Bonding time

After the match, where each player used to sit in their own family’s car on the way home, an opportunity for shared celebration or comforting now arises.

The time between match time and bedtime

Together with the coach, we noticed how much the time together after the match affected the players. The coach could use the time to either celebrate the victory, or help the team get over a disappointing loss. “Normally they just go home sad in their parent’s car.” While the day has been a rush from the moment the morning alarm went off, suddenly the time squeeze lifted itself after the match. In other words, this is an opportunity for new cultural meaning and community.

We systematically documented and sorted our insights in an insight database, which we provided as a self initiated delivery to our partner Ruter. Our aim was to make sure the valuable insights live on inside the organization.

From observation to insight, to requirement and implementation

The insight database is structured by categories sorting insights by topics. Every insight is linked to an observation we collected during interviews, participatory observation or prototypes. Each observation is in turn linked to an informant code, letting us keep track of sources while still maintaining confidentiality. The last two columns are what implication or requirement the insight set for our solution and how we implemented it in the final design proposal.

It was important for the viability of the concept to get stakeholder buy-in. We therefore approached both national leaders and local season planners at the national soccer association to discuss if collaboration with Ruter was of interest.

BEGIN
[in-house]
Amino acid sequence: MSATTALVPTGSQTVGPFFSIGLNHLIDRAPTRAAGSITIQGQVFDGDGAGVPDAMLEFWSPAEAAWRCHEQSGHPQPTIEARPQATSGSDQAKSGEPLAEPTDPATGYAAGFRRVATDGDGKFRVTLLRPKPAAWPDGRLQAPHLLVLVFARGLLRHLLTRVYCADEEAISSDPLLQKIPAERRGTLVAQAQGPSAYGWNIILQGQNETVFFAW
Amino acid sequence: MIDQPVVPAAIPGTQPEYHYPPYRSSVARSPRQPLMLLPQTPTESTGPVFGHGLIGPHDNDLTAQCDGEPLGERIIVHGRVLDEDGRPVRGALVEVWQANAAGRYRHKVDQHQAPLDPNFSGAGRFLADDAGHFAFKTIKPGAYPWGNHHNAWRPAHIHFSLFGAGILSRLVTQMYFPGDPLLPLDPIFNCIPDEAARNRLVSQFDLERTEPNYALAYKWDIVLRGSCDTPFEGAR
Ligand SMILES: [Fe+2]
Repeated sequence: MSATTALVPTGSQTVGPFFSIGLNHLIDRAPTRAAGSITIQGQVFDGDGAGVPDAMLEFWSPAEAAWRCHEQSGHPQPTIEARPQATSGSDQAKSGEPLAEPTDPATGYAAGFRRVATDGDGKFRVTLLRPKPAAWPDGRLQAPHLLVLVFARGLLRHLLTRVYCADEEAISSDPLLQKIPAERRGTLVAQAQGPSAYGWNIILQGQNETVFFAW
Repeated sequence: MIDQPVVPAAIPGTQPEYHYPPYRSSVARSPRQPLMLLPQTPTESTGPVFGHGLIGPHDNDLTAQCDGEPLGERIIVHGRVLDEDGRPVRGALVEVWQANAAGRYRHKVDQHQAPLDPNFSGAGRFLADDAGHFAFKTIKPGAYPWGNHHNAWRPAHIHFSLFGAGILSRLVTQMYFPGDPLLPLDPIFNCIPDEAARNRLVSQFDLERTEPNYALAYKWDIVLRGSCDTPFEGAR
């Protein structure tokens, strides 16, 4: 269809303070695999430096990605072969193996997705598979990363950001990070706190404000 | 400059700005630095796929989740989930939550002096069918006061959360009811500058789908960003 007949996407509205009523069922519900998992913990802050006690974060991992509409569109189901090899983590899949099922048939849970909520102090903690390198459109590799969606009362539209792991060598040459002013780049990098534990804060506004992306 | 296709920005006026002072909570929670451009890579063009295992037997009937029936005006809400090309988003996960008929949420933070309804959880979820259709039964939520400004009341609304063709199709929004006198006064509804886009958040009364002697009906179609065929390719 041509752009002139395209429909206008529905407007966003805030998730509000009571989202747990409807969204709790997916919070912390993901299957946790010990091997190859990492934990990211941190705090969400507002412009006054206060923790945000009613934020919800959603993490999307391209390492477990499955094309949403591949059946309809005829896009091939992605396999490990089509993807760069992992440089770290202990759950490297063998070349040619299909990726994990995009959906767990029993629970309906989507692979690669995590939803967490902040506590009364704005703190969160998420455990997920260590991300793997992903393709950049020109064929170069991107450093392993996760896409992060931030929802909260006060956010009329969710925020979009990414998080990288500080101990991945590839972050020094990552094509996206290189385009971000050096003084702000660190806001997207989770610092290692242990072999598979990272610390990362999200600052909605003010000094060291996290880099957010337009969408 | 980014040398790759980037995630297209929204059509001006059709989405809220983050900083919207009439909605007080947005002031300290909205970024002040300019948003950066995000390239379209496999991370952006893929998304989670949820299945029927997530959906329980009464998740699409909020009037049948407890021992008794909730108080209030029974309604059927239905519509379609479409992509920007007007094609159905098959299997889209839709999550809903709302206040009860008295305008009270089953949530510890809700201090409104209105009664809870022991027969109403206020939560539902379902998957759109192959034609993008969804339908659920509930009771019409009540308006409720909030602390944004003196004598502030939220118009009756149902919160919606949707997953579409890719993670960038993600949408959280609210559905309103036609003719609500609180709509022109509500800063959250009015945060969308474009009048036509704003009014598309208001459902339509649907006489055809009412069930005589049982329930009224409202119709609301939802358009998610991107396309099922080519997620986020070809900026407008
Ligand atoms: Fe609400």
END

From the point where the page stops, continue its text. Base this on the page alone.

Response from the national soccer association

“This would be interesting for the larger national sports association, but we want to be first.

Yes, yes, yes

When we approached the national soccer association (NFF) at the beginning of the project, they seriously considering how they can reduce the carbon footprint of their activities. When presenting the final design proposal to them, they were pretty eager to scale this up nationally. Their “Eat Sleep Move” program is already promoting walking, biking og ride sharing to matches, and public transport would be a natural extension. They also insisted that Ruter Lag would be of interest to the greater national sports association.

Response from the season planners

“I’d like to see the politician who doesn’t approve of low income children traveling to organized sports by public transport.”

“You need more than a smoothie reward to please parents whose 14 year old daughter is traveling home by subway at 11 pm, though.”

Yes, no, no

After leaving NFF with high praises, we met with the local season planners. While they liked the concept, they could “never” plan the matches according to the public transport routes. They simply have too many factors to account for already. They admitted that due to the high ratio of matches to soccer fields, some matches get scheduled undesirably early or late. There is a dire need for more soccer fields.

While we were slightly discouraged by the season planner’s scepticism about a small reward, we got a clear confirmation from a parent during our last feedback session:

Parent response

The important thing is what this smoothie facilitates. You don’t need a three course meal. You come a long way with just three chocolate chips for the kids. We have a deal in Kåffa that that we never leave without gathering on the field, but it’s hard because people want to head home. But a ready smoothie will keep people around.”